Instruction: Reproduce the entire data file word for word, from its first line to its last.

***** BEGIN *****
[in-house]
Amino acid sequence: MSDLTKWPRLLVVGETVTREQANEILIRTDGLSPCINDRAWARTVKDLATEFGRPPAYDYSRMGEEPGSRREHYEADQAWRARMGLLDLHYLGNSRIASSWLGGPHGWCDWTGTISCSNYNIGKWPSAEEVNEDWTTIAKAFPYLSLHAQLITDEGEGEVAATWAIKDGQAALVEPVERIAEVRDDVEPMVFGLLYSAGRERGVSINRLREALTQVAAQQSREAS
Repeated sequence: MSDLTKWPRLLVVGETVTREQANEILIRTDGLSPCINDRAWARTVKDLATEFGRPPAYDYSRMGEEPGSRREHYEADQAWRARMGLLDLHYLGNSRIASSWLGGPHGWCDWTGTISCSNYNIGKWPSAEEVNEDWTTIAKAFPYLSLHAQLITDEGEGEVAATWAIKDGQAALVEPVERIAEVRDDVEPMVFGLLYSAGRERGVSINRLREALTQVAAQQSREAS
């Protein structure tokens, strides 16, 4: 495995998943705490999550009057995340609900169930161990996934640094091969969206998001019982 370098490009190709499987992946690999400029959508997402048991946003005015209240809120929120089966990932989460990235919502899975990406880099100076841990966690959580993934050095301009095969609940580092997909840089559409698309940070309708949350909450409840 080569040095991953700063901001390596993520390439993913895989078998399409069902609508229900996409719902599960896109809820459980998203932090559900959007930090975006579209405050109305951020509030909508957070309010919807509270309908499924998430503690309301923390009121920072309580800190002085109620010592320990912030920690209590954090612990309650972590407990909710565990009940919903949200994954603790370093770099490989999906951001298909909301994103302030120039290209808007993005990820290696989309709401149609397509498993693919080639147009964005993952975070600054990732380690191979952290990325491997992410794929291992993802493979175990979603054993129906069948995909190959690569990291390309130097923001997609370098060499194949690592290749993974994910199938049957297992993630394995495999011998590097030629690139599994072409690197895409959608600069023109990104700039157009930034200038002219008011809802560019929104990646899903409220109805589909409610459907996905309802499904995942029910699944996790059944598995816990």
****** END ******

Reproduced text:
[in-house]
Amino acid sequence: MSDLTKWPRLLVVGETVTREQANEILIRTDGLSPCINDRAWARTVKDLATEFGRPPAYDYSRMGEEPGSRREHYEADQAWRARMGLLDLHYLGNSRIASSWLGGPHGWCDWTGTISCSNYNIGKWPSAEEVNEDWTTIAKAFPYLSLHAQLITDEGEGEVAATWAIKDGQAALVEPVERIAEVRDDVEPMVFGLLYSAGRERGVSINRLREALTQVAAQQSREAS
Repeated sequence: MSDLTKWPRLLVVGETVTREQANEILIRTDGLSPCINDRAWARTVKDLATEFGRPPAYDYSRMGEEPGSRREHYEADQAWRARMGLLDLHYLGNSRIASSWLGGPHGWCDWTGTISCSNYNIGKWPSAEEVNEDWTTIAKAFPYLSLHAQLITDEGEGEVAATWAIKDGQAALVEPVERIAEVRDDVEPMVFGLLYSAGRERGVSINRLREALTQVAAQQSREAS
């Protein structure tokens, strides 16, 4: 495995998943705490999550009057995340609900169930161990996934640094091969969206998001019982 370098490009190709499987992946690999400029959508997402048991946003005015209240809120929120089966990932989460990235919502899975990406880099100076841990966690959580993934050095301009095969609940580092997909840089559409698309940070309708949350909450409840 080569040095991953700063901001390596993520390439993913895989078998399409069902609508229900996409719902599960896109809820459980998203932090559900959007930090975006579209405050109305951020509030909508957070309010919807509270309908499924998430503690309301923390009121920072309580800190002085109620010592320990912030920690209590954090612990309650972590407990909710565990009940919903949200994954603790370093770099490989999906951001298909909301994103302030120039290209808007993005990820290696989309709401149609397509498993693919080639147009964005993952975070600054990732380690191979952290990325491997992410794929291992993802493979175990979603054993129906069948995909190959690569990291390309130097923001997609370098060499194949690592290749993974994910199938049957297992993630394995495999011998590097030629690139599994072409690197895409959608600069023109990104700039157009930034200038002219008011809802560019929104990646899903409220109805589909409610459907996905309802499904995942029910699944996790059944598995816990």